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Commentary

Carl Wernicke: Nature Is All Around us, If We Take The Time To See It

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IHMC
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WUWF Commentator Carl Wernicke

A disturbed lot in our neighborhood has sprouted a wide range of plants, including the globe thistle, which features one of the nastiest thorns in plantdom. They also sport a large red fruit that birds love. It was our chickens’ favorite snack, and I got many a nasty jab harvesting the bright red berries for their benefit.

But it was worth it, just for the entertainment. If I put my hand out with berries on my palm they rushed in and pecked as fast as they could. If I tossed the berries into the pen, a mad melee broke out.

Recently I watched a mockingbird feeding off a thistle. He’d hover, wings flapping madly, just out of reach of the needle-pointed thorns, stick his beak in, come out with a berry and fly off somewhere to eat it.

It was a perilous process, and I don’t know if birds are good enough to avoid getting stuck, or they just think it’s worth it. Watching him spend the morning picking and eating berries was fascinating, but I suppose for him it’s just part of his daily routine. Maybe he sits on the power pole he has claimed as his territory every morning and watches me come out and pick the newspaper off the driveway. And maybe he goes back to the nest and tells Mrs. Mockingbird, you know that tall creature comes out of his cave every morning and picks up that rolled up white thing that shows up each day out of nowhere. I might get up early tomorrow and try to figure where it comes from.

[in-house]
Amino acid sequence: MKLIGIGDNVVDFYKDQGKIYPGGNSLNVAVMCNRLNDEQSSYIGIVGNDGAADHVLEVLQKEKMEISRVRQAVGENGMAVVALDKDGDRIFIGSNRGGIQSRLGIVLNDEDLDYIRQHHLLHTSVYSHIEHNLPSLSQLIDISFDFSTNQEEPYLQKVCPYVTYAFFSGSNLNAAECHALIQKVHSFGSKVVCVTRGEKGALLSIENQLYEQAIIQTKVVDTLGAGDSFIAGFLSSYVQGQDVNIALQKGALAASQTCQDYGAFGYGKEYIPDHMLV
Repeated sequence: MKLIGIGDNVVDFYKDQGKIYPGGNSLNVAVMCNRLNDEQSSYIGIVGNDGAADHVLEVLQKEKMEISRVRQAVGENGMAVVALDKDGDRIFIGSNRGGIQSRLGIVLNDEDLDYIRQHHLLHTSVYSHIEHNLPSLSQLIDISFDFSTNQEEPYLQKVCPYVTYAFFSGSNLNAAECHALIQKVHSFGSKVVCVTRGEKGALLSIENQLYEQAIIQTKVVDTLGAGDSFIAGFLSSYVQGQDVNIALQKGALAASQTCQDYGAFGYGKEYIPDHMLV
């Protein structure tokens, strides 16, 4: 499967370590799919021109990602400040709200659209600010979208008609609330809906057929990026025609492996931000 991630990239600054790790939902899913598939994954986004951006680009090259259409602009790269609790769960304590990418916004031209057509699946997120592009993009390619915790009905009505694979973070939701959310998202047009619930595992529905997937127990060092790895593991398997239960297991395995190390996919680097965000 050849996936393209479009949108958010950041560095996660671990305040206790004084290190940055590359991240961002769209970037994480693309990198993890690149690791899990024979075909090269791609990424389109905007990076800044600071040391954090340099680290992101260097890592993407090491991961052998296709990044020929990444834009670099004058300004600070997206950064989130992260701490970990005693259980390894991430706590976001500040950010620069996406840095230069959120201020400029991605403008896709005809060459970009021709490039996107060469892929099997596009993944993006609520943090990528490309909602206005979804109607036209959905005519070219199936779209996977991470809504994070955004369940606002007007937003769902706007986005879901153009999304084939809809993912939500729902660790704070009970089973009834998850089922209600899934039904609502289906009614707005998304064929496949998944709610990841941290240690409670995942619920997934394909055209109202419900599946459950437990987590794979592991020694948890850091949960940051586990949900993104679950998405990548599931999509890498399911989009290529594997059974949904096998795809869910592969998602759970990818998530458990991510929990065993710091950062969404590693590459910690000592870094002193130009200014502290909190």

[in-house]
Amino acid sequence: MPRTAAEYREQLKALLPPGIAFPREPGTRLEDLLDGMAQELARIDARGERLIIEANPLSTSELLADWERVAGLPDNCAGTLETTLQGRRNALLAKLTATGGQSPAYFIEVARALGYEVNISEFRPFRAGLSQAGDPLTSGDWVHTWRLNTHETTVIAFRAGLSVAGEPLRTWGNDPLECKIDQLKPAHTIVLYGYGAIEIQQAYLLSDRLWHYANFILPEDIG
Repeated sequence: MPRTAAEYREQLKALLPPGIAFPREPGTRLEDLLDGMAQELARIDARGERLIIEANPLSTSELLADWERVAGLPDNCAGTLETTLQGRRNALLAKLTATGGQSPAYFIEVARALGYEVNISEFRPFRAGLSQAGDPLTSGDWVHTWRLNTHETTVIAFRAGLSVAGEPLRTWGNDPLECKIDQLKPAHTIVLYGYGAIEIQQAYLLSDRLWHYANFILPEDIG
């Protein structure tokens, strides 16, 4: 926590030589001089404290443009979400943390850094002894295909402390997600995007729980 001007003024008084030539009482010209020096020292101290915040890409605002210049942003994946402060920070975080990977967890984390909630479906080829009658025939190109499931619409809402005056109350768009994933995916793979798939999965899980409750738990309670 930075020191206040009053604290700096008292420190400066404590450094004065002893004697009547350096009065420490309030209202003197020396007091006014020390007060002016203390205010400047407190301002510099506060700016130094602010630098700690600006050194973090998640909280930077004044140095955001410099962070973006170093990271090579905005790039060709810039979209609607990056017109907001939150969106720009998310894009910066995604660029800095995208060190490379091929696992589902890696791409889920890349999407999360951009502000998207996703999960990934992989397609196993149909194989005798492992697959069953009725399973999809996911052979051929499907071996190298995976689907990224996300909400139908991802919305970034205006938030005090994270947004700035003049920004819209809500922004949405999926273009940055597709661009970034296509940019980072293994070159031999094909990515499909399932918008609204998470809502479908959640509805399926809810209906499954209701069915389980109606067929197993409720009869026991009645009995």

Or maybe not. Seems more likely they pay no attention to that sort of human activity, watching only to make sure we don’t get too close.

I remember a few years ago I took a hike around the Fort Pickens seawall on a blustery day. I took shelter from the wind under the crest of a dune overlooking the pass and watched barn swallows flying a repeated oval in front of me. They’d fly a zig-zag course low to the sand for about 50 yards, bank up into the wind at the far end of the oval, circle around and do it again. When I realized they were skimming up insects from the low vegetation I was thrilled, feeling that I had, through luck, witnessed a fascinating and primal event in the wild.

Of course, I soon realized that this was a normal event for the swallows; they did every day. It moderated my elation, and gave me a small laugh at myself.

But looking back now, I realize I got it wrong. It WAS a fascinating and primal event, and I was privileged to be in the right spot at the right time to both see it and to understand what I was seeing. The next time I see that mockingbird, I’m going to get my binoculars and try to see just how he manages to get that berry off that bush without poking his eye out.

I don’t know what that might tell me, but I’m sure it’s something worth knowing.